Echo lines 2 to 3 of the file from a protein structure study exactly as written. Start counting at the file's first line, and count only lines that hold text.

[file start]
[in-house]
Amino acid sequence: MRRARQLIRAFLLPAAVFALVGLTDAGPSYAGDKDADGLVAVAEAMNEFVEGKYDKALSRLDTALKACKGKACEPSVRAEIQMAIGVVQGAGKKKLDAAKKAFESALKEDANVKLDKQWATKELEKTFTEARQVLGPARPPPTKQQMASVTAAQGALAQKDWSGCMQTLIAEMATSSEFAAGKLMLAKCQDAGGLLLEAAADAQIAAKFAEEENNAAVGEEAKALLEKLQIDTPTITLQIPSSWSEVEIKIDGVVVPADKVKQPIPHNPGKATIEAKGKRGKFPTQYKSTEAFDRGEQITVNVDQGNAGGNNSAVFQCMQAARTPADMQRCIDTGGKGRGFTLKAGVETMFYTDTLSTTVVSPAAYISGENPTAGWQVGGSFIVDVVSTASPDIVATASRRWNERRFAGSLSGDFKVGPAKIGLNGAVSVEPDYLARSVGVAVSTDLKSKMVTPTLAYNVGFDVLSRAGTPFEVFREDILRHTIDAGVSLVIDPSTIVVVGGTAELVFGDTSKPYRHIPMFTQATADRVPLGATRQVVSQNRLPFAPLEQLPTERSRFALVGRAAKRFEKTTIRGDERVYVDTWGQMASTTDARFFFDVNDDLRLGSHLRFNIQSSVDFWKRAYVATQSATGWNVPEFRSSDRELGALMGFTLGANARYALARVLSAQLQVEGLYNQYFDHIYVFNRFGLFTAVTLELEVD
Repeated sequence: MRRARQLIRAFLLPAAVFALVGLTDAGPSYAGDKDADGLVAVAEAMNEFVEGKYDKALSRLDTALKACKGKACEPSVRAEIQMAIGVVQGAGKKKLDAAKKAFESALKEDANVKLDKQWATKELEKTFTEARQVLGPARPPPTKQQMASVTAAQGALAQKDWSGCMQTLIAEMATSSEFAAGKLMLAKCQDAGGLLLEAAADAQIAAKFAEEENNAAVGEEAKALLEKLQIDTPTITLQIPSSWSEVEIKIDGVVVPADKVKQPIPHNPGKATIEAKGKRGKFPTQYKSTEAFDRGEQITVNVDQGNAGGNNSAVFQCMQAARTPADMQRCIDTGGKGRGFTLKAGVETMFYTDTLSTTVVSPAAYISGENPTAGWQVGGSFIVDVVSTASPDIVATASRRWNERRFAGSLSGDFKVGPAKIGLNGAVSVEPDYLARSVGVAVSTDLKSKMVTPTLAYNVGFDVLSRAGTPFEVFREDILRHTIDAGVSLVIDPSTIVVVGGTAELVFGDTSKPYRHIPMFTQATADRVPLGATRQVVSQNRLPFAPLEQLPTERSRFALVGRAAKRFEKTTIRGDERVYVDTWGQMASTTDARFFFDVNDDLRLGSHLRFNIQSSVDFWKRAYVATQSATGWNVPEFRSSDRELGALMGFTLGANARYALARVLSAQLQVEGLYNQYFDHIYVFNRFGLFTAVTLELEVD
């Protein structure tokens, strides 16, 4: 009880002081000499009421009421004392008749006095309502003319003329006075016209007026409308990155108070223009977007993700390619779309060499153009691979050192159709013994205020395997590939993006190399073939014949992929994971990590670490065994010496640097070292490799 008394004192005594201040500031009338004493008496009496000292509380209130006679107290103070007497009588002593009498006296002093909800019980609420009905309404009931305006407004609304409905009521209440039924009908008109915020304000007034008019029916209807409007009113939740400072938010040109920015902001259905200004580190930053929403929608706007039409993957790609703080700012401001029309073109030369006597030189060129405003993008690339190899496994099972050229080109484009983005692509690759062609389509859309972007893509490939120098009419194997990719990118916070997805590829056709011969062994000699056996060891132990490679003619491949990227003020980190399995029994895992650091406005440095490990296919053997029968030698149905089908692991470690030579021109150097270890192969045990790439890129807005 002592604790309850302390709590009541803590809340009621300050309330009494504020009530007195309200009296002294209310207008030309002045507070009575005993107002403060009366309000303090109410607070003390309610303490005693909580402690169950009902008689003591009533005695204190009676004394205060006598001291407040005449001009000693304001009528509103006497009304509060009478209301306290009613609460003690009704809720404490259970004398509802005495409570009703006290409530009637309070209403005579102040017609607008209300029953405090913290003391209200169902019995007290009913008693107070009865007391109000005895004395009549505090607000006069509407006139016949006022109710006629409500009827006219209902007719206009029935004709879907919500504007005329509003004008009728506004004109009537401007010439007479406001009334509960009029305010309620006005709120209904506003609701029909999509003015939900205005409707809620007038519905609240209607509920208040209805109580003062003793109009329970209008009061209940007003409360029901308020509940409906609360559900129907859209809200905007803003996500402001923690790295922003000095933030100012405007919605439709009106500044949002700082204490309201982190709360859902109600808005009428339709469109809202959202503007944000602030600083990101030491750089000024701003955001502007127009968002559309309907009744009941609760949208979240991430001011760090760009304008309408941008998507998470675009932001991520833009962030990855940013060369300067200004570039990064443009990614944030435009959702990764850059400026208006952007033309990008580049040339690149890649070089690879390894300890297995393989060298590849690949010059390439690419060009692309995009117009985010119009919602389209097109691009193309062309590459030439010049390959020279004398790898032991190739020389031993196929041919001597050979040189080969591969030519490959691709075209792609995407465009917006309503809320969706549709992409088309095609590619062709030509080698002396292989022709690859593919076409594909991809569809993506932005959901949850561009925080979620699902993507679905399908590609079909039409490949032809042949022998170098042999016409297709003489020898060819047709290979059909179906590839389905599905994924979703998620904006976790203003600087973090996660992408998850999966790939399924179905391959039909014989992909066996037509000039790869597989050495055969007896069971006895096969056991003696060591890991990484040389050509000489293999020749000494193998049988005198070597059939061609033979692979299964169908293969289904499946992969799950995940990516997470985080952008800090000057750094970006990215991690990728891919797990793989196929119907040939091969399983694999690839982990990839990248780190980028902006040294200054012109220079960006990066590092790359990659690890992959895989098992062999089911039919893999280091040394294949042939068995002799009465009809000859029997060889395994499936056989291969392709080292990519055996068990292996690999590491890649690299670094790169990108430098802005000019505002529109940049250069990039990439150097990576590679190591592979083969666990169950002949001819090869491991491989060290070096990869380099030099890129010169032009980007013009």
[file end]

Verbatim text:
Amino acid sequence: MRRARQLIRAFLLPAAVFALVGLTDAGPSYAGDKDADGLVAVAEAMNEFVEGKYDKALSRLDTALKACKGKACEPSVRAEIQMAIGVVQGAGKKKLDAAKKAFESALKEDANVKLDKQWATKELEKTFTEARQVLGPARPPPTKQQMASVTAAQGALAQKDWSGCMQTLIAEMATSSEFAAGKLMLAKCQDAGGLLLEAAADAQIAAKFAEEENNAAVGEEAKALLEKLQIDTPTITLQIPSSWSEVEIKIDGVVVPADKVKQPIPHNPGKATIEAKGKRGKFPTQYKSTEAFDRGEQITVNVDQGNAGGNNSAVFQCMQAARTPADMQRCIDTGGKGRGFTLKAGVETMFYTDTLSTTVVSPAAYISGENPTAGWQVGGSFIVDVVSTASPDIVATASRRWNERRFAGSLSGDFKVGPAKIGLNGAVSVEPDYLARSVGVAVSTDLKSKMVTPTLAYNVGFDVLSRAGTPFEVFREDILRHTIDAGVSLVIDPSTIVVVGGTAELVFGDTSKPYRHIPMFTQATADRVPLGATRQVVSQNRLPFAPLEQLPTERSRFALVGRAAKRFEKTTIRGDERVYVDTWGQMASTTDARFFFDVNDDLRLGSHLRFNIQSSVDFWKRAYVATQSATGWNVPEFRSSDRELGALMGFTLGANARYALARVLSAQLQVEGLYNQYFDHIYVFNRFGLFTAVTLELEVD
Repeated sequence: MRRARQLIRAFLLPAAVFALVGLTDAGPSYAGDKDADGLVAVAEAMNEFVEGKYDKALSRLDTALKACKGKACEPSVRAEIQMAIGVVQGAGKKKLDAAKKAFESALKEDANVKLDKQWATKELEKTFTEARQVLGPARPPPTKQQMASVTAAQGALAQKDWSGCMQTLIAEMATSSEFAAGKLMLAKCQDAGGLLLEAAADAQIAAKFAEEENNAAVGEEAKALLEKLQIDTPTITLQIPSSWSEVEIKIDGVVVPADKVKQPIPHNPGKATIEAKGKRGKFPTQYKSTEAFDRGEQITVNVDQGNAGGNNSAVFQCMQAARTPADMQRCIDTGGKGRGFTLKAGVETMFYTDTLSTTVVSPAAYISGENPTAGWQVGGSFIVDVVSTASPDIVATASRRWNERRFAGSLSGDFKVGPAKIGLNGAVSVEPDYLARSVGVAVSTDLKSKMVTPTLAYNVGFDVLSRAGTPFEVFREDILRHTIDAGVSLVIDPSTIVVVGGTAELVFGDTSKPYRHIPMFTQATADRVPLGATRQVVSQNRLPFAPLEQLPTERSRFALVGRAAKRFEKTTIRGDERVYVDTWGQMASTTDARFFFDVNDDLRLGSHLRFNIQSSVDFWKRAYVATQSATGWNVPEFRSSDRELGALMGFTLGANARYALARVLSAQLQVEGLYNQYFDHIYVFNRFGLFTAVTLELEVD